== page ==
‘Oh, I’m Fine’ – the Cost of Self-Deception About Health
Retirement can be joyous – and less expensive – if we take care of ourselves
In a recent survey of more than 5,000 workers, ranging from millennial to baby boomer, conducted by the Transamerica Center for Retirement Studies, eight in 10 participants asserted that they are in excellent or good health.
Those self-assessments seem optimistic when viewed aside national health data:
According to the Centers for Disease Control and Prevention, some 40% of adults are obese.
High blood pressure is an issue for more than four in 10 adult Hispanic and white Americans, and nearly six in 10 non-Hispanic black Americans.
An estimated one in four Americans at least 65 years old is diabetic, with 90%-plus of those cases being Type 2 diabetes that can be moderated, if not eliminated, through dietary changes.
Yes, there is a much longer list of illness and disease absolutely out of one’s personal control. But weight, blood pressure and Type 2 diabetes are often conditions that can be managed or moderated through the personal initiative of a healthier diet and (more) exercising. Quality sleep is another lever that can improve health and quality of life, now and down the line.
A visit with your primary care physician, during which you don’t minimize your health concerns but seek strong advice on addressing them, is a good start to feeling better. Don’t leave the doctor’s office without a plan.
Additional motivation can come from the financial implications of being in poor health. Medical bills are a leading cause of bankruptcy in the U.S., and a relatively healthy retirement is a lot cheaper to fund than one burdened by heavy drug costs, doctor visits and hospitalizations.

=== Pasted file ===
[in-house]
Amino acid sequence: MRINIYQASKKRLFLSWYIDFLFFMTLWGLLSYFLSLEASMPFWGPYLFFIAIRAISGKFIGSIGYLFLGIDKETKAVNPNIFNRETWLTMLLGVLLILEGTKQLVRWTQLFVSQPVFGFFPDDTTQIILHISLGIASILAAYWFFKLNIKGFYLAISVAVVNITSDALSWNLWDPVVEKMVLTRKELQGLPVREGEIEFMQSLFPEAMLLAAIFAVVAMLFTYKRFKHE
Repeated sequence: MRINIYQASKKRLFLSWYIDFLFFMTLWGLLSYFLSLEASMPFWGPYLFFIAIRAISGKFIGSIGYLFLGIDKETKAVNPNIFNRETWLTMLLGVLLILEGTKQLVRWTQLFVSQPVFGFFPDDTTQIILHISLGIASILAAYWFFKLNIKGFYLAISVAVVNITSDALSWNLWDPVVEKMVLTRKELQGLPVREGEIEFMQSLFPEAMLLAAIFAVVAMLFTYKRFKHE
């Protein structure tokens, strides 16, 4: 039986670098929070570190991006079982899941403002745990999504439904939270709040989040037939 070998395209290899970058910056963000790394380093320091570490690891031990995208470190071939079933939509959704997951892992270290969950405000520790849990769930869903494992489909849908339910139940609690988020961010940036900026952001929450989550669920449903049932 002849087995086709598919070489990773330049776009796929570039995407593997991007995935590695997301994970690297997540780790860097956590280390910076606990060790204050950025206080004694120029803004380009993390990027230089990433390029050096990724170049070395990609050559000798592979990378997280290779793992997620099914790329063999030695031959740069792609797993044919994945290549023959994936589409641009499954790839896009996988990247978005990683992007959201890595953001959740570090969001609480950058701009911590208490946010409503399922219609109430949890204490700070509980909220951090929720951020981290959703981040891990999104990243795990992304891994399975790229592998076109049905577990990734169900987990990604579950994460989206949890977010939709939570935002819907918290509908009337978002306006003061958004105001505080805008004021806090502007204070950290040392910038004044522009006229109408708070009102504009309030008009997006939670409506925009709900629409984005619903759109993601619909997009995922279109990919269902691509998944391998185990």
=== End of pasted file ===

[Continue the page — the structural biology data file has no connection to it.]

The nonpartisan Employee Benefit Research Institute takes a deep data dive each year to estimate the out-of-pocket medical expenses 65-year-olds might encounter over the rest of their lives. The estimate accounts for Medicare premiums, deductibles and co-payments, and prescription drug costs not covered by Medicare supplemental plans. It explicitly does not include the cost of long-term care.
If a 65-year-old couple today wants a high probability (90%) that they will have the funds to pay for all those medical costs through the rest of their lives, they are estimated to need a combined $325,000 if they end up with high prescription drug costs (again, the 90th percentile). If their drug costs are at the median they would need $270,000.
Yes, both estimates are eye-openers, but remember, this is for two people, and it is for total expenses in retirement. Given increased longevity of retirees,
there is a 50 percent probability someone in average health at 65 will still be alive in their mid-80s. So that total cost is spread out over plenty of years. But even so, the difference between typical and high drug costs adds up to a big chunk of retirement funds. To understand longevity’s impact on your retirement planning, read this: https://www.rate.com/research/news/retirement-expectancy
Taking better care of yourself is a key retirement-planning strategy. And it’s one of the rare times where doing something for your future self also provides a payoff in the here and now. A healthier approach—be it physical or mental (ideally both)—is bound to help you feel better today.
Consider a couple hacks:
Share your goal with someone, an exercise or diet buddy, and make plans to check in together regularly. Sounds simple, but so often we keep this sort of stuff to ourselves. Yet having an accountability friend has been shown to help people stick to goals.
Write a letter to your 65- or 75-year-old self, sharing what you hope to be doing then. An academic research project found that people who went through this exercise were more likely to keep going to a gym.
Write it down. A record of exercise, eating, weight and blood pressure can help connect your daily activities to your longer-term goals.